June 22, 2013
By Thomas Micchelli
Crackup: Llyn Foulkes Gives Us the Art We Deserve
With its superb retrospective of the art of Llyn Foulkes, the New Museum pulls off the almost impossible trick of elucidating the work of a long-neglected, unclassifiable and thoroughly recalcitrant figure without sacrificing its mysteries or thorniness.
The evolution from then (more than sixty years ago) to now in Foulkes-World is a bewildering experience. The neo-Dada/neo-Kienholz/neo-Rauschenberg/black/brown/gray matter of his debut efforts is absolutely nothing like the mordant, hyper-illusionistic tableaux — hybrids of painting, assemblage, collage, found objects and molded bas-relief — that the artist started making in 1983.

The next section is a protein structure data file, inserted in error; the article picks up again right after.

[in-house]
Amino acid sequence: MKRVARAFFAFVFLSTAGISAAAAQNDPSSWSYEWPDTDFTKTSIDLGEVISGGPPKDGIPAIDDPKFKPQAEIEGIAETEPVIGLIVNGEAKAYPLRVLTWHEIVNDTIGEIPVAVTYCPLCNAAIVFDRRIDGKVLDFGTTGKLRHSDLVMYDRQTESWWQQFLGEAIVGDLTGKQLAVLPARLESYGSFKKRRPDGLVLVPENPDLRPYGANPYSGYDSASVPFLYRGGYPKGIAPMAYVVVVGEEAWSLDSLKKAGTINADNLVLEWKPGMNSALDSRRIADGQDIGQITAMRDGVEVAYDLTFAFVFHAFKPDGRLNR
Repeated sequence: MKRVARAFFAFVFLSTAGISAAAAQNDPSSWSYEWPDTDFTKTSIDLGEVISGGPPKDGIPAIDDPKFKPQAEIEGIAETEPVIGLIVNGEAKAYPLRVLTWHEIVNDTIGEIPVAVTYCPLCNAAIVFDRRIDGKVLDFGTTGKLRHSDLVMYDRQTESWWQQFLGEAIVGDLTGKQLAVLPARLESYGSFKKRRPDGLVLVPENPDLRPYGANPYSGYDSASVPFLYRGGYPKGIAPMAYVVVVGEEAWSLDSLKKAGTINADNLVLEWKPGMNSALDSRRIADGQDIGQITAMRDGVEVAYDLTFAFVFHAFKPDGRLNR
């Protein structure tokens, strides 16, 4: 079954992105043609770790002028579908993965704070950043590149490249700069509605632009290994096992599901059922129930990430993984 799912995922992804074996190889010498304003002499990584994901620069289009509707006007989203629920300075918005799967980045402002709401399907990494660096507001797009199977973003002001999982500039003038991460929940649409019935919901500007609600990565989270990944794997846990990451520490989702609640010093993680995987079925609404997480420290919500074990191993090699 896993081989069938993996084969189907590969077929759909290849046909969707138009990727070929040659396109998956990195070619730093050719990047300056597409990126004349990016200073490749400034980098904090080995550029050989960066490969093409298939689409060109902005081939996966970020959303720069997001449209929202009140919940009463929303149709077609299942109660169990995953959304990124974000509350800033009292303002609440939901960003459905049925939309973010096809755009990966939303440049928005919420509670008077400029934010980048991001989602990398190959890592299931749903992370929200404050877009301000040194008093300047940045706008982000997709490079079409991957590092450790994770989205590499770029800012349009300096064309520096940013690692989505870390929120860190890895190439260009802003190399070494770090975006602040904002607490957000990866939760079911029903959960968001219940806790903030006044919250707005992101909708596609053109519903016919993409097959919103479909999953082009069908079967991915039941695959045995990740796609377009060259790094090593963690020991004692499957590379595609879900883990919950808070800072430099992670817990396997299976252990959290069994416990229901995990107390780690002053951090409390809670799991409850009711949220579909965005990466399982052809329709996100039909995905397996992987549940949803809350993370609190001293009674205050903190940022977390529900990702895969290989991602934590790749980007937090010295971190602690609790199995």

But as it progresses, the exhibition, curated by Ali Subotnick, enables us to form a complex but cogent overview of the artist even as he zigs here and zags there.
The first room, right off the elevators, is a wildly mixed bag, an aggregate of juvenilia in vitrines and compactions of apocalyptic residue on the walls. There is also a surrealist oil on wood painted in 1953 when Foulkes was 19, a year before he was drafted into the army.
Foulkes’ stint in the service, which brought him to postwar Germany, was followed by studies at the University of Washington and the Chouinard Art Institute in Los Angeles. He quickly entered LA’s art scene with a group show at Ferus Gallery in 1959 and a solo there in 1961. Another solo, this time at the Pasadena Museum of Art, came a year later. Read More.